Interview with Mirela Marović Omerza, founder of BIZkoshnica coworking space in Zagreb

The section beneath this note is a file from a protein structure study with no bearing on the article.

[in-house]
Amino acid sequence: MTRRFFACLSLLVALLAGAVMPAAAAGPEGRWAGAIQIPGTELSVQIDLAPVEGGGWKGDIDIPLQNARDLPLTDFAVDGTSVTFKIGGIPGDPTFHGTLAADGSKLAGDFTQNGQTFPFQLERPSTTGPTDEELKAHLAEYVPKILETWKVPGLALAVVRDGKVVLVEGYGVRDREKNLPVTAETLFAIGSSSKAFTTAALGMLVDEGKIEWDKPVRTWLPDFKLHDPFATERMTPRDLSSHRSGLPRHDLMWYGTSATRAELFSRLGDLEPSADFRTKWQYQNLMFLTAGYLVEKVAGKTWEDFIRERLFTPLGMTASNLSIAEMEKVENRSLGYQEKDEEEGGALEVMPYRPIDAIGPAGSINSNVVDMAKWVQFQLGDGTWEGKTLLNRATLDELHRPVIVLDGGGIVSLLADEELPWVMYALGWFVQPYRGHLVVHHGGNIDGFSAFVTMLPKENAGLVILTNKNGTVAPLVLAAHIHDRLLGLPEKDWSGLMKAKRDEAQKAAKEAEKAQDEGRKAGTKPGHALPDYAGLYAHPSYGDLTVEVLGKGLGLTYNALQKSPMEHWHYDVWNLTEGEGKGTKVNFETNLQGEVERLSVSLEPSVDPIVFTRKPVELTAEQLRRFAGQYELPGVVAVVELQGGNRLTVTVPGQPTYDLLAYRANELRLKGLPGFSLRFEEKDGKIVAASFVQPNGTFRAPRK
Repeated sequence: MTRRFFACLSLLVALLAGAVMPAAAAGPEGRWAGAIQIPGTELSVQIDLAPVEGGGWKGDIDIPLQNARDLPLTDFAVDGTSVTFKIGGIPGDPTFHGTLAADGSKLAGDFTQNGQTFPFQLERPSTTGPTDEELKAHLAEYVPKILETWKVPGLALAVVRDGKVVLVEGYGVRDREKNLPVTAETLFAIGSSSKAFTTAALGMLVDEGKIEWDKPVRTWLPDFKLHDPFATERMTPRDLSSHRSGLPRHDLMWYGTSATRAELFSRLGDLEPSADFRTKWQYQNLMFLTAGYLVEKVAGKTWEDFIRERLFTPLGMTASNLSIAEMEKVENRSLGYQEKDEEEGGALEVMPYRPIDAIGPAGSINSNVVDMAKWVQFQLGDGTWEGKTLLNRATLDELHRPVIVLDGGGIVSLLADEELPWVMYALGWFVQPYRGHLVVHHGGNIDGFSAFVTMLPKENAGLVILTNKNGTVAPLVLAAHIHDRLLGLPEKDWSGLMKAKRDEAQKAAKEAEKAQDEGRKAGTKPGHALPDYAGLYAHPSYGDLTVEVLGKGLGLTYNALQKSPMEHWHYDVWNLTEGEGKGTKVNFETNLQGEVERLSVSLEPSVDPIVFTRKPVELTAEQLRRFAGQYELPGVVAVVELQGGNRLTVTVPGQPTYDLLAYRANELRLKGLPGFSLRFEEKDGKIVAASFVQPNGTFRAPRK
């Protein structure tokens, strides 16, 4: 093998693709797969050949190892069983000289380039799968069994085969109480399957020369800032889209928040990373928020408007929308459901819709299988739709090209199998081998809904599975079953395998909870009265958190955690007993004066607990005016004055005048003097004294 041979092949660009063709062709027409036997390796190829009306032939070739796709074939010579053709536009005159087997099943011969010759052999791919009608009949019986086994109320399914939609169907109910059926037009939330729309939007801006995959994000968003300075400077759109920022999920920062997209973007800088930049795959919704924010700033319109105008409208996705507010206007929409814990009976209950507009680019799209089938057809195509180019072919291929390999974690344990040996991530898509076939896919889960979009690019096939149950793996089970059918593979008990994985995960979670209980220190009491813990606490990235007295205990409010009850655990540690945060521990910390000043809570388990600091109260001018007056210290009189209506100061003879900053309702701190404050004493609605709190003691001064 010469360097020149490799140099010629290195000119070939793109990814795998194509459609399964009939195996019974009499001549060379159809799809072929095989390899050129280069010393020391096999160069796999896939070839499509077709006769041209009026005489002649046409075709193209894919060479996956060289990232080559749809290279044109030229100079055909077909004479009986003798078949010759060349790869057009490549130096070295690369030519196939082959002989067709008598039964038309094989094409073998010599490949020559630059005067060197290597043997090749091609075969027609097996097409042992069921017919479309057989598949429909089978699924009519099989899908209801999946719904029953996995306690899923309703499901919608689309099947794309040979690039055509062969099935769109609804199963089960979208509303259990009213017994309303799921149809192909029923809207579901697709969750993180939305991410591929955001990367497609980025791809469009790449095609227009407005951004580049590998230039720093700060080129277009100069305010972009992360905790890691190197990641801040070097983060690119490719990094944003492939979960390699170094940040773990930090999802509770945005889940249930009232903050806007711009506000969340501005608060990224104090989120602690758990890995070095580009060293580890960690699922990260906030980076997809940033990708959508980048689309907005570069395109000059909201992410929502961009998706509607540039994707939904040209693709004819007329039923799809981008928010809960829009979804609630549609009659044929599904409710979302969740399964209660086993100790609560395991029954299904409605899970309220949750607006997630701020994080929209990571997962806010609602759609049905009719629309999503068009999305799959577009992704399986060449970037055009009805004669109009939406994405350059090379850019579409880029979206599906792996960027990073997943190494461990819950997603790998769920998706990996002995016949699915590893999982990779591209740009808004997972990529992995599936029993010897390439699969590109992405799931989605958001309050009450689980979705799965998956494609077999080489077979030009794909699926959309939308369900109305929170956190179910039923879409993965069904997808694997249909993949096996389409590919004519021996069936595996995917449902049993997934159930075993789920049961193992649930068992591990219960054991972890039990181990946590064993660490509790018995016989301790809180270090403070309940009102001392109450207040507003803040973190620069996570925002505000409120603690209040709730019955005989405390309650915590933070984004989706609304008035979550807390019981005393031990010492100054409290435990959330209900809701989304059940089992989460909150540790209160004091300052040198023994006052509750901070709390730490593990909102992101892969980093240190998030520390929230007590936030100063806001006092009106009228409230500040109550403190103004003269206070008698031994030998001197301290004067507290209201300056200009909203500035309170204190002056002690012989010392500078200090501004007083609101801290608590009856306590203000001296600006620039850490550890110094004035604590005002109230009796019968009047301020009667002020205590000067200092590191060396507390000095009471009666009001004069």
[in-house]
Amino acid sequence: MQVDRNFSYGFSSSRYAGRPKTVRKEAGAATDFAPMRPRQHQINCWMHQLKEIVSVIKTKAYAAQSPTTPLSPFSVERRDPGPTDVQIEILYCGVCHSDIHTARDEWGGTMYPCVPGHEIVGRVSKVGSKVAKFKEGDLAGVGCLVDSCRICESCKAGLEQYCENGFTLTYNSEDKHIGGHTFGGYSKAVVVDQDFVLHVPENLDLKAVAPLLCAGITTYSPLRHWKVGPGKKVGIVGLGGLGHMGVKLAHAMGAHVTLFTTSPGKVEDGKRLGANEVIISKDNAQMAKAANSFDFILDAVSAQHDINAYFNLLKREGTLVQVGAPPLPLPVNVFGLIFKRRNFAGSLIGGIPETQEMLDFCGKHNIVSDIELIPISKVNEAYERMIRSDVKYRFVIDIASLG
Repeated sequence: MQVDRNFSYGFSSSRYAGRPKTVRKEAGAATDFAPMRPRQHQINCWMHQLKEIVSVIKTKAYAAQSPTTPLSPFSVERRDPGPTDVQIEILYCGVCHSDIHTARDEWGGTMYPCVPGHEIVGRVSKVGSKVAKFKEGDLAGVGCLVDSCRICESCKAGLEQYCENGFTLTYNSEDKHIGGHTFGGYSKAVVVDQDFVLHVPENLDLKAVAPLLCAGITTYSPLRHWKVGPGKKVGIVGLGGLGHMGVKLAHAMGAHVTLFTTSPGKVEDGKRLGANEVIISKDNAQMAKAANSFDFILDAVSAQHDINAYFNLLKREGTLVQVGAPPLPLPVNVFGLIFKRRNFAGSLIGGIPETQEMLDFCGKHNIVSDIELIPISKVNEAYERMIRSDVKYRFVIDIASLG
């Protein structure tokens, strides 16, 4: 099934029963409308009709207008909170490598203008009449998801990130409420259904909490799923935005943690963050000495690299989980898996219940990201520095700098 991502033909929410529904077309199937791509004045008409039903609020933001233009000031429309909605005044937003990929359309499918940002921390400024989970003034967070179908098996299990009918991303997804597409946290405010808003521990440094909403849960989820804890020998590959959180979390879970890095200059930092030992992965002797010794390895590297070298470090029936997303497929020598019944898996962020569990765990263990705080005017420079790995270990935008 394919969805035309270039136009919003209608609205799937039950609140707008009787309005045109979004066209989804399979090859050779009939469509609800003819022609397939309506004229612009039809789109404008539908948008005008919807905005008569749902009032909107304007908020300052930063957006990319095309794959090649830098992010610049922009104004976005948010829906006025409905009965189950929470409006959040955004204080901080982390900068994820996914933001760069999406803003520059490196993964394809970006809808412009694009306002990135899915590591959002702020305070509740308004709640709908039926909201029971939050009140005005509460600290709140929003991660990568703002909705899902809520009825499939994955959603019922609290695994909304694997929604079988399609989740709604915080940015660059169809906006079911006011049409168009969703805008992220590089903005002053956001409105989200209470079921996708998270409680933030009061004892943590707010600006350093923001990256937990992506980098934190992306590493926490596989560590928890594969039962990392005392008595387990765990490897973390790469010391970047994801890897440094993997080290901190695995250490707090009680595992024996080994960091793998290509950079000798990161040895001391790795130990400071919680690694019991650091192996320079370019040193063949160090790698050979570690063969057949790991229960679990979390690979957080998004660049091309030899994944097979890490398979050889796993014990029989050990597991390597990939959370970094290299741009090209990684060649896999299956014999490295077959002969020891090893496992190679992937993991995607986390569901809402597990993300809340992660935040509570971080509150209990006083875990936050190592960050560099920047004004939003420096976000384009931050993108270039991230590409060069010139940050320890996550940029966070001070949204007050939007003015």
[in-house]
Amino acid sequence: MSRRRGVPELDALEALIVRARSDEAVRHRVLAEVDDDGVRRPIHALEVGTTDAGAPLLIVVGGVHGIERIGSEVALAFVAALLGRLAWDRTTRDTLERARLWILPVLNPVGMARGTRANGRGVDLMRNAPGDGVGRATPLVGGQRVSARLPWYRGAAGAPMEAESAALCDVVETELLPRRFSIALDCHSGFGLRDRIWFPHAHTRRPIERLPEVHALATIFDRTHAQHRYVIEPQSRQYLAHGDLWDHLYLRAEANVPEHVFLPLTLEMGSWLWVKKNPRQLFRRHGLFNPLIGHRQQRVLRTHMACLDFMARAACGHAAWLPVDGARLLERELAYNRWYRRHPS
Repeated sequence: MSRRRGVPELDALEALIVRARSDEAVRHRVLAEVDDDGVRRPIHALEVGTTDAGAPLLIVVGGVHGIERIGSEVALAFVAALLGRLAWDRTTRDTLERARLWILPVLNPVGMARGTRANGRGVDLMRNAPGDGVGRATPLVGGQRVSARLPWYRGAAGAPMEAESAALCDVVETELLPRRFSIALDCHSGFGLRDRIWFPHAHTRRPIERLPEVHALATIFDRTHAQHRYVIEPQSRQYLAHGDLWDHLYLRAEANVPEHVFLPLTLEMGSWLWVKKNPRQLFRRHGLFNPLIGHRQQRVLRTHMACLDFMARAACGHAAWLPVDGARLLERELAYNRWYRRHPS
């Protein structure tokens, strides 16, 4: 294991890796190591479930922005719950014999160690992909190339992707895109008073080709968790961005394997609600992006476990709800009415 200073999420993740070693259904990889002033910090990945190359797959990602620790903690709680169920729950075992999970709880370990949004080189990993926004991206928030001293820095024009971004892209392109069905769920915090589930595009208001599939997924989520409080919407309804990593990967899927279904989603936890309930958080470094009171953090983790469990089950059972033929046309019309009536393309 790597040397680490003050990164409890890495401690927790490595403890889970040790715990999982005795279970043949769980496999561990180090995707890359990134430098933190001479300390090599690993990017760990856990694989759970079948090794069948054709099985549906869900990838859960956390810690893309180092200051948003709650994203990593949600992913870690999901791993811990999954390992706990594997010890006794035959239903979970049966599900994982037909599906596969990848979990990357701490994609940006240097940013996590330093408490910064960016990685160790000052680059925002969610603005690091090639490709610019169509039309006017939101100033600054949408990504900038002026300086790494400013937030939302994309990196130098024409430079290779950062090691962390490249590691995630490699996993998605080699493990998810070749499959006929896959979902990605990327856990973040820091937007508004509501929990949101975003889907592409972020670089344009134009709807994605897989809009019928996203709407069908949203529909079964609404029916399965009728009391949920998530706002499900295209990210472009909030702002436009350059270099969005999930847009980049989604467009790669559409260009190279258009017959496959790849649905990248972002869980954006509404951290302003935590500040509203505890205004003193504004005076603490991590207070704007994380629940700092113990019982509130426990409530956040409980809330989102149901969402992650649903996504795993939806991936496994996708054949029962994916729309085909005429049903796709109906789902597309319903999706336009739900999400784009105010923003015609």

Can you tell us a bit more about your coworking office? BIZkoshnica is one of the first coworking spaces in Croatia. It was opened in the fall of 2015 and has since been a home and place for work, meetings, gatherings and events for a community of hundreds of micro-entrepreneurs, freelancers, members and employees of associations, professionals in a wide range of professions, and our creative tenants. The specifics of BIZkoshnica are its attractive location in the city center on Zagreb's Britanc, pleasant and stimulating atmosphere and professionally arranged space that meets all the requirements of today's digital and mobile entrepreneurs and a team of business advisors and mentors who serve community members in realizing their business ideas and business development . So, BIZkoshnica offers much more than just office and communication infrastructure, it is a place where we share space, knowledge and ideas and nurture the values ​​of openness, flexibility, accessibility and sustainability. The definition of coworking that we prefer is the work of independent individuals and companies from different fields of activity in a common shared space, based on mutual cooperation and networking, and encourages the growth and development of each user and his business with the support of the coworking team and community. How did the crisis with the pandemic affect and how will it affect the coworking concept that was on the rise? As we have become accustomed to the constant and continuous growth of demand for coworking services in the last few years, the crisis has shaken us quite a bit like most industries, especially service industries, but it has also helped us to wake up and reset. The global pandemic has caused and accelerated the inevitable change in the way we work remotely and work from home. People accepted this change after the initial shock, but it turned out that the home office also has a lot of shortcomings. Most people at home do not have adequate working conditions, feel isolated, have many distractions they are surrounded by, from household chores, children, pets, all of which affect reduced productivity, lack of focus, harm to people's mental health and work from home is not long-term. solution. Thanks to the flexible conditions of use, and at the same time satisfying all health, safety and social measures, one of the possible solutions for entrepreneurs as well as corporate employees who cannot use their company's offices during a pandemic is the use of coworking space. Eg. instead of teams of employees working from home in inadequate conditions during the week when they are not in the office they can use the coworking space. The use of coworking space is also supported by the accelerated digitalisation and digital transformation that has benefited the pandemic in many sectors and the fact that more and more employees have become workplace independent. It is becoming a general trend for remote workers to grow up who do not need to be physically present in the company they work for. Already now in the world about 40% of the total workforce are freelancers or self-employed, and on the other hand there are estimates that by 2030 there will be 1 billion digital nomads globally. All these changes will affect the fact that companies will gradually reduce their office space, which will increase the demand and need for alternative places to work, and the demand for coworking spaces will grow. Therefore, I am optimistic when it comes to the perspective of coworking space in general, but it will be necessary to monitor and listen to the needs of users so that their existing concepts can be adapted in the best possible way, but flexibility is one of the features and advantages of coworking. Many creatives and companies from different industries work in one place where they can share experiences, but also save on utilities. In your opinion, what are the advantages of working from a coworking office? There are a number of benefits. Eliminating the already mentioned feeling of isolation at work from home, working in a professional and representative space, which is much more affordable than renting your own office and paying all office expenses, encouraging creativity and innovation, and of course increasing productivity, then coming to new business opportunities and associates and countless opportunities for collaboration and networking, informal transfers of knowledge and skills over coffee, lunch and socializing together. I like to point out that by staying and working in a coworking space, some doors often open for you and you come across business opportunities and projects and people that you would otherwise very likely not meet. Getting a quick feedback from fellow coworkers and ideas for solving a business challenge is also often invaluable. In coworking, we witness the daily personal and professional development of community members, which leads to strengthening the professional competitiveness of each member and a better quality of life to separate private from business space and strengthen satisfaction and feelings of happiness and success. Can you explain to us the difference between HUB, Open Space Office and Coworking Office? I believe that a lot of people are confused by the terminology related to the different types of shared office spaces we encounter so I will try to clarify. HUB denotes a place that gathers many people and may include a physical place, but can only denote some central event. In coworking terminology it is used for spaces that offer office and other customer services. An Open Space office is a type of office in which several people, usually employees of one company, work in one common open space, while in coworking spaces users who do not necessarily belong to the same team or company can share an open space office or desk in one common open space. Coworking as one of the derivatives of the ‘sharing economy’ denotes office space and the community that shares that space and at the same time shares knowledge and other resources. Coworking space offers fully equipped fixed and flexible workstations organized in open or closed work zones, can also offer separate offices, then space for events for members as well as for external clients from meeting rooms, workshops, lectures and halls for larger events , lounge space, kitchen with bar… Coworking spaces offer short-term and long-term coworking packages depending on the needs of users. There are many types of coworking spaces from luxury, full service coworking spaces located in urban centers, to rural coworking spaces. There are also niche coworking spaces specialized for a particular type of user, such as women entrepreneurs, families, the IT industry, chefs, digital nomads, makers and spaces for creation, and there are coliving spaces, which in addition to work space offer their community and accommodation facilities. Each of these spaces is characterized by a specific design and level of equipment. Have your clients returned to your Coworking office? Most of our members returned to BIZkoshnica after the lockdown and earthquake, because they need space to work and have to continue with their jobs in the best possible way. Since our members are mainly engaged in digital occupations, there are not too many changes in the performance of work compared to the time before the pandemic, except that we have adapted the space to the 'new normal' and adhere to all prescribed epidemiological measures. After a long break, meetings and smaller events began to be held in the space again, and one of the major changes is that in addition to live events, the so-called hybrid events, which, in addition to participants who are physically present, are also transmitted digitally via streaming and are available to an online audience that is not present at the event itself. As you see the world economy after the pandemic, it is known that there are a lot of digital people in Croatia. Do you believe that number will increase? Globalization and market liberalization with the development of technology have enabled the development of digital occupations and a ‘new’ way of working. The pandemic itself has further accelerated this trend so that artists, creatives, developers, marketing professionals, business consultants and many others can provide services around the world. Given its geographical position, natural and cultural beauties, Croatia is a very nice place to live, so the benefits of living here, and working for clients from around the world sound very tempting not only to Croatians but also to many digital nomads from different countries. This is supported by the work visa for digital nomads, which was introduced so that we expect a large number of digital nomads in Croatia. The charm of digital nomads, such as freedom and autonomy, is also hidden in the place of work, ie coworking spaces that are available to everyone today. In coworking offices, foreigners and locals get to know each other, cooperate, contribute and it is this wonderful vicious circle of coworking and exchange of knowledge and experience for the benefit of society and community that we love and live every day in BIZkoshnica.